TrekEast Blog 32 Asheville to Wild Acres

Moderators: edfrank, dbhguru

Post Reply
User avatar
edfrank
Posts: 4217
Joined: Sun Mar 07, 2010 5:46 pm

TrekEast Blog 32 Asheville to Wild Acres

Post by edfrank » Wed Jun 01, 2011 6:14 pm

TrekEast Blog 32 Asheville to Wild Acres
Submitted by John Davis on Tue, 2011-05-31 19:09
http://wildlandsnetwork.org/trekeast/bl ... ild-acres
Western North Carolina is deservedly blessed with a strong and cohesive conservation community. Innumerable conservation benefactors, wildlands advocates, and naturalists are giving their lives to make whole again what some know as the Blue Ridge Physiographic Province, some know as the Southern Appalachians, some know as Katuah, and some know as the most biologically intact part of the most biologically rich region in the eastern mountains – an area that still has several hundred thousand acres of its original forest. This last fact we now know because of some highly skilled fieldwork on the part of naturalists ably supported by conservation advocacy groups and their benefactors.
We were also lucky enough to meet with the proprietors ofWinterberry Farm (near Canton, NC), who were kind enough to give Ron and me a tour of their wild farm, where they are planting cross-bred chestnuts, as part of a carefully researched effort to yield a predominantly American chestnut that can survive the exotic blight that nearly wiped out this foundational species.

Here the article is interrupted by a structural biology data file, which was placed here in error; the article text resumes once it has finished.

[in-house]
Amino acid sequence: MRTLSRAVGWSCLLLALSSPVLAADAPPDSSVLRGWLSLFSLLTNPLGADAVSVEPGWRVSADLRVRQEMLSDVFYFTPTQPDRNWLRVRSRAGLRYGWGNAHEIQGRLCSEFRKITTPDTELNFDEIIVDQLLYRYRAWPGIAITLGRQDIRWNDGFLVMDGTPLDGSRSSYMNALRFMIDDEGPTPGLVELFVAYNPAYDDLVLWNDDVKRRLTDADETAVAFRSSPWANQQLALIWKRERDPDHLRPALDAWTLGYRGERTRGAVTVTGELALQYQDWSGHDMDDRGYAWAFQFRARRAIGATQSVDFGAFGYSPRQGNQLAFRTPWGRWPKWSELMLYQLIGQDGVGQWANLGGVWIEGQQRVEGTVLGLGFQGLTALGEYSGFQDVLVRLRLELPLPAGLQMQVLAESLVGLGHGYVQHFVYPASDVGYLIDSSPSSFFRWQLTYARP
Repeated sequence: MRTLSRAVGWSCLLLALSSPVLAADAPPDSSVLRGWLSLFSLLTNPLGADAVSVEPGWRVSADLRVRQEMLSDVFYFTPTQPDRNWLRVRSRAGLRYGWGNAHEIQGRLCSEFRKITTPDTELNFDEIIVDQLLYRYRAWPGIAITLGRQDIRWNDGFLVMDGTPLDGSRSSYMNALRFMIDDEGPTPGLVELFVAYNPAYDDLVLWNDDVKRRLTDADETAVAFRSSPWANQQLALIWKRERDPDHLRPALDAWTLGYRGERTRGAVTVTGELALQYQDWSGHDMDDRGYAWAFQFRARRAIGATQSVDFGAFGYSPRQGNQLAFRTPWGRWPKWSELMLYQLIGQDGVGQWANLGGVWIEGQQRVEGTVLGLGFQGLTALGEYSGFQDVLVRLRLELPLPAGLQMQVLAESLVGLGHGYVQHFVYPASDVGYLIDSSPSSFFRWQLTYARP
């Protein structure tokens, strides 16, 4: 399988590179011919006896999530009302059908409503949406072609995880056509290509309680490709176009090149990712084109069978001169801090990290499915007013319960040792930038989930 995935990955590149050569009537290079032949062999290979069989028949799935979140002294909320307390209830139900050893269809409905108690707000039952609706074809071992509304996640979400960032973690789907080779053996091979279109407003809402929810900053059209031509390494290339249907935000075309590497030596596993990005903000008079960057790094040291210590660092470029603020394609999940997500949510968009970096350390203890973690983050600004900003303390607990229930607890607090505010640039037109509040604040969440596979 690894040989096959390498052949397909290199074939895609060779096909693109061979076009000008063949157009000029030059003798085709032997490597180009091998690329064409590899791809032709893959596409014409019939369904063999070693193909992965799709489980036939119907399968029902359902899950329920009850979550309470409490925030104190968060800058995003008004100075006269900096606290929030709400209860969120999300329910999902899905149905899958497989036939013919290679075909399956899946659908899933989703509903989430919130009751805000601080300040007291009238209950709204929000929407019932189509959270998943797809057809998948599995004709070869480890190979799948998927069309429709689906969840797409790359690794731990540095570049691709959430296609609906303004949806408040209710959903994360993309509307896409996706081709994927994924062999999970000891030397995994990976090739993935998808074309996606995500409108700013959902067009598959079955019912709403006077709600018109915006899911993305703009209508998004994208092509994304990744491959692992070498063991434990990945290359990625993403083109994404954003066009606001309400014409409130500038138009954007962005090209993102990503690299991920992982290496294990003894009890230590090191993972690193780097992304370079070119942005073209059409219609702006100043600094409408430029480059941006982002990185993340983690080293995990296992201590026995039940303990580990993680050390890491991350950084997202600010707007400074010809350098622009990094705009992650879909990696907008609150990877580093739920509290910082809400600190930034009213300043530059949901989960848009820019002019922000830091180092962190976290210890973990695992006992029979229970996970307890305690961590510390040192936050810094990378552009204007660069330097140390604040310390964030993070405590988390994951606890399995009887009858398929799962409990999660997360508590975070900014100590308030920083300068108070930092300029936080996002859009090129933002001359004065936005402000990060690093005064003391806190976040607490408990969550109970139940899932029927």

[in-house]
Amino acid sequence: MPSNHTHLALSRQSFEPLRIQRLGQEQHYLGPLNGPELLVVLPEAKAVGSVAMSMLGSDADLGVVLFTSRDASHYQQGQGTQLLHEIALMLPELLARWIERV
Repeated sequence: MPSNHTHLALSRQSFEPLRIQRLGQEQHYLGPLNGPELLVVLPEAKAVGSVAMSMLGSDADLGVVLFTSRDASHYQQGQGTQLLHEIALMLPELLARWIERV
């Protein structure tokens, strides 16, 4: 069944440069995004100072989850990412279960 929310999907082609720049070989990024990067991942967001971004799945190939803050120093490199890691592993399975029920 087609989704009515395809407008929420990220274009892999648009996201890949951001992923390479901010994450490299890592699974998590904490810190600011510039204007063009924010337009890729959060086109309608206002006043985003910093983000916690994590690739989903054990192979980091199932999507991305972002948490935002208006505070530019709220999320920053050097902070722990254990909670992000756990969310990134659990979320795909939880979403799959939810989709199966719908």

Probably no one, though, has found and delineated more previously undocumented old-growth remnants than Rob Messick, one of my mother’s chief informants for her chapters on North Carolina and Tennessee (in Old Growth Forest in the East: A Survey, presently on primalnature.org, soon to be moved to wildandsnetwork.org). Rob Messick is renowned in the Southern Appalachians conservation community for his fieldwork. I’d not seen Rob since one of the eastern old-growth conferences many years ago, but hoping he might have research under way near the trek route, I called him from Asheville. Fortuitously, he was free to lead me into some old-growth forest in the Curtis Creek watershed of the Catawba River, south of the Blue Ridge Parkway yet part of the Black Mountains, the day after Ron and I visited the good folks at nearby Wildacres (including conservation benefactor Philip Blumenthal, director of this beautiful retreat center).
.
"I love science and it pains me to think that so many are terrified of the subject or feel that choosing science means you cannot also choose compassion, or the arts, or be awe by nature. Science is not meant to cure us of mystery, but to reinvent and revigorate it." by Robert M. Sapolsky

Post Reply

Return to “North Carolina”